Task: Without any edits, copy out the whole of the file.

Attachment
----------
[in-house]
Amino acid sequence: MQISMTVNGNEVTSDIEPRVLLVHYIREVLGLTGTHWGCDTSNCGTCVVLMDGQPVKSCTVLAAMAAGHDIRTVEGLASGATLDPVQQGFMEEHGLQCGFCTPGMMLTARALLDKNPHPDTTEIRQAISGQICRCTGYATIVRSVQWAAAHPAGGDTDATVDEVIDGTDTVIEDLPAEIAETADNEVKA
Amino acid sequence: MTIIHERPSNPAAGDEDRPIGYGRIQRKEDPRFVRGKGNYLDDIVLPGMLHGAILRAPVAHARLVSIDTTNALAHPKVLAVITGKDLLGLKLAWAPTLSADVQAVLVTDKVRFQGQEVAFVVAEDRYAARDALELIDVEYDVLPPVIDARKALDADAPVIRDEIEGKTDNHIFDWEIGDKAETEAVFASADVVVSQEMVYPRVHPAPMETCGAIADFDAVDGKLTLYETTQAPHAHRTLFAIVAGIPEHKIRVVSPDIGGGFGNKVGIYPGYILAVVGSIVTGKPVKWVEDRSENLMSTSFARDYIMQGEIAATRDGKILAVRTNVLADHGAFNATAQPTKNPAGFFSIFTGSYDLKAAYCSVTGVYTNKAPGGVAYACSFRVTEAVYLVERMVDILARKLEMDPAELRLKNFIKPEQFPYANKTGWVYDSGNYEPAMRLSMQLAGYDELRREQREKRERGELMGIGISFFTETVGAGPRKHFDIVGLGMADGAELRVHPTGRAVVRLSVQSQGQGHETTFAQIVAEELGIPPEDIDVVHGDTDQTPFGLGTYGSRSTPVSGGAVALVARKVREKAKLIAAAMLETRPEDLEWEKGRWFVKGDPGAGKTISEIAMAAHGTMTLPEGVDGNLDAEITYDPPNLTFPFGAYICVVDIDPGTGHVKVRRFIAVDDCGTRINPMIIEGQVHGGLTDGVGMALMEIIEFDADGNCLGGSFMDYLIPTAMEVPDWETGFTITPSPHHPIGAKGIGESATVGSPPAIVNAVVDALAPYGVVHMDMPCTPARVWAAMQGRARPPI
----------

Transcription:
[in-house]
Amino acid sequence: MQISMTVNGNEVTSDIEPRVLLVHYIREVLGLTGTHWGCDTSNCGTCVVLMDGQPVKSCTVLAAMAAGHDIRTVEGLASGATLDPVQQGFMEEHGLQCGFCTPGMMLTARALLDKNPHPDTTEIRQAISGQICRCTGYATIVRSVQWAAAHPAGGDTDATVDEVIDGTDTVIEDLPAEIAETADNEVKA
Amino acid sequence: MTIIHERPSNPAAGDEDRPIGYGRIQRKEDPRFVRGKGNYLDDIVLPGMLHGAILRAPVAHARLVSIDTTNALAHPKVLAVITGKDLLGLKLAWAPTLSADVQAVLVTDKVRFQGQEVAFVVAEDRYAARDALELIDVEYDVLPPVIDARKALDADAPVIRDEIEGKTDNHIFDWEIGDKAETEAVFASADVVVSQEMVYPRVHPAPMETCGAIADFDAVDGKLTLYETTQAPHAHRTLFAIVAGIPEHKIRVVSPDIGGGFGNKVGIYPGYILAVVGSIVTGKPVKWVEDRSENLMSTSFARDYIMQGEIAATRDGKILAVRTNVLADHGAFNATAQPTKNPAGFFSIFTGSYDLKAAYCSVTGVYTNKAPGGVAYACSFRVTEAVYLVERMVDILARKLEMDPAELRLKNFIKPEQFPYANKTGWVYDSGNYEPAMRLSMQLAGYDELRREQREKRERGELMGIGISFFTETVGAGPRKHFDIVGLGMADGAELRVHPTGRAVVRLSVQSQGQGHETTFAQIVAEELGIPPEDIDVVHGDTDQTPFGLGTYGSRSTPVSGGAVALVARKVREKAKLIAAAMLETRPEDLEWEKGRWFVKGDPGAGKTISEIAMAAHGTMTLPEGVDGNLDAEITYDPPNLTFPFGAYICVVDIDPGTGHVKVRRFIAVDDCGTRINPMIIEGQVHGGLTDGVGMALMEIIEFDADGNCLGGSFMDYLIPTAMEVPDWETGFTITPSPHHPIGAKGIGESATVGSPPAIVNAVVDALAPYGVVHMDMPCTPARVWAAMQGRARPPI